What We Can Learn from HIV in Communicating about COVID-19

As we, and others, navigate how to communicate about COVID-19 and the urgent public health issues it brings, there is much that can be learned in looking at HIV messaging and how it has evolved.

Below are some of our observations from KFF’s more than two decades of experience running large-scale public information campaigns about HIV and other communicable diseases that have bearing in this new environment.

  1. Don’t overlook the basics. In a rapidly changing environment where scientific advances are coming fast, it is important not to lose sight of the basics. Even after more than three decades into the HIV epidemic, we still see a need to cover fundamentals, like how HIV is – and is not – transmitted and that testing is the only way to know if you (or someone else) has it. As the COVID-19 conversation shifts to testing, treatment, and vaccines, there will still be a need for reinforcing messaging about frequent handwashing, not touching your face, and physical distancing.
  2. Focus on normalizing, not moralizing. Blame and shame are terrible public health motivators. In fact, they can have the opposite effect. We have seen the stigma around HIV keep people from taking the very actions needed to stem the epidemic, like getting tested or using protection. Despite best efforts, COVID-19 infections will happen. Some individuals – for reasons beyond their control and not for lack of effort – will be at greater risk. Effective messages empower.
  3. It can be hard to assess personal risk. There is a tendency to look for what makes us different from those who are affected. In HIV, one of the greatest barriers to reaching even those at higher risk is a sense that “it can’t – or won’t – happen to me.” The reality, of course, is that if you are exposed and not protected, there is a chance you will get infected. That’s true for any virus. First person, relatable stories can be effective in breaking down this misconception.
  4. Asymptomatic people are a key audience. As with HIV, not everyone with COVID-19 displays symptoms right away, or at all. Messaging needs to highlight risk, and need for prevention, even when symptoms are not visible.
  5. Responsibility lies with everyone. Collective action and social solidarity are critical to confronting COVID-19. The burden cannot fall only on those who are positive – or symptomatic. Sheltering in place relies on those who may be at lower risk staying home to protect the broader community and frontline workers. Just as an effective HIV response includes messaging both for those who are negative about what they can do to stay that way, as well as for those who are living with HIV, so too must COVID-19 communications.
  6. Acknowledge disproportionate impact without furthering stigma. While every community has experienced some type of fallout from COVID-19, emerging data indicates that Black and Latinx people are disproportionately impacted. These are some of the same populations most affected by HIV. While it is important to shine a light on communities carrying the heaviest burden, it must come with an understanding of why it is happening (lack of health care access, structural racism, social networks, etc.), which are many of the same issues that drive other health disparities, including HIV.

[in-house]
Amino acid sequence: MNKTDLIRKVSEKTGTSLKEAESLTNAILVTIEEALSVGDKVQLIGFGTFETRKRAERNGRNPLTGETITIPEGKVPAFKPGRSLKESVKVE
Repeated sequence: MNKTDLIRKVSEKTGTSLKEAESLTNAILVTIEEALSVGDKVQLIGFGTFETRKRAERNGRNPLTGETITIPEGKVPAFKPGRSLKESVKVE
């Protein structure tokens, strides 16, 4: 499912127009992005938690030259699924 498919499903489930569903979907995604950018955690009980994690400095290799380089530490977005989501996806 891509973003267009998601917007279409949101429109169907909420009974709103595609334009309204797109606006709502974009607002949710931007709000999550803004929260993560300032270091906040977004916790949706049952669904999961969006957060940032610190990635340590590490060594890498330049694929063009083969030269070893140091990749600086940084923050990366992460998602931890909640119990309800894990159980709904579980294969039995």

7. Watch out for unintentional stigma. Most Americans carry some type of risk and many will test positive for COVID-19. They need to be encouraged – and supported – in sharing this information, without fear of judgement about how it happened, even as we continue to educate about prevention. Preserving confidentiality, when possible, is important.
  8. Don’t message in a vacuum. Life circumstances bring different challenges. Sheltering in place will come with economic uncertainty for many. Those struggling with mental health issues may feel increased stress/isolation/anxiety. The most effective messaging reflects and responds to the real-life issues people face. In communicating about HIV, we often are addressing challenges that go beyond the doctor’s office.
  9. Look ahead to messaging about living with COVID-19. COVID-19 is going to be part of our lives for a long time and we need to talk about not just how to survive it, but how to live with it. There has been a huge shift from the early days of the HIV epidemic when it was a death sentence to now, where it is a treatable, manageable condition. While we maintain urgency, it is also important to convey hope.
  10. Connect to resources. To be successful, messaging needs to connect back to concrete actions, including local resources where people can get help. Geo-based, mobile-friendly locators that direct people to testing, treatment, and access to care in their areas will be critical. These tools will need to be developed for COVID-19, as they have been for HIV, and promoted widely.

While much remains unknown about what our future with COVID-19 looks like, and even as we still are learning about the disease itself, what we have learned from messaging about HIV can offer a useful roadmap.

Since the early 1990s, KFF has produced some of the largest, most successful HIV public information campaigns on HIV, many with leading media, both here and abroad. In 2009, we launched Greater Than AIDS, a social impact response that works in partnership with health departments and other community allies to reach those most affected with life-saving information. In 2019, Greater Than AIDS media messages generated more than 360 million impressions and 15.4 million video views.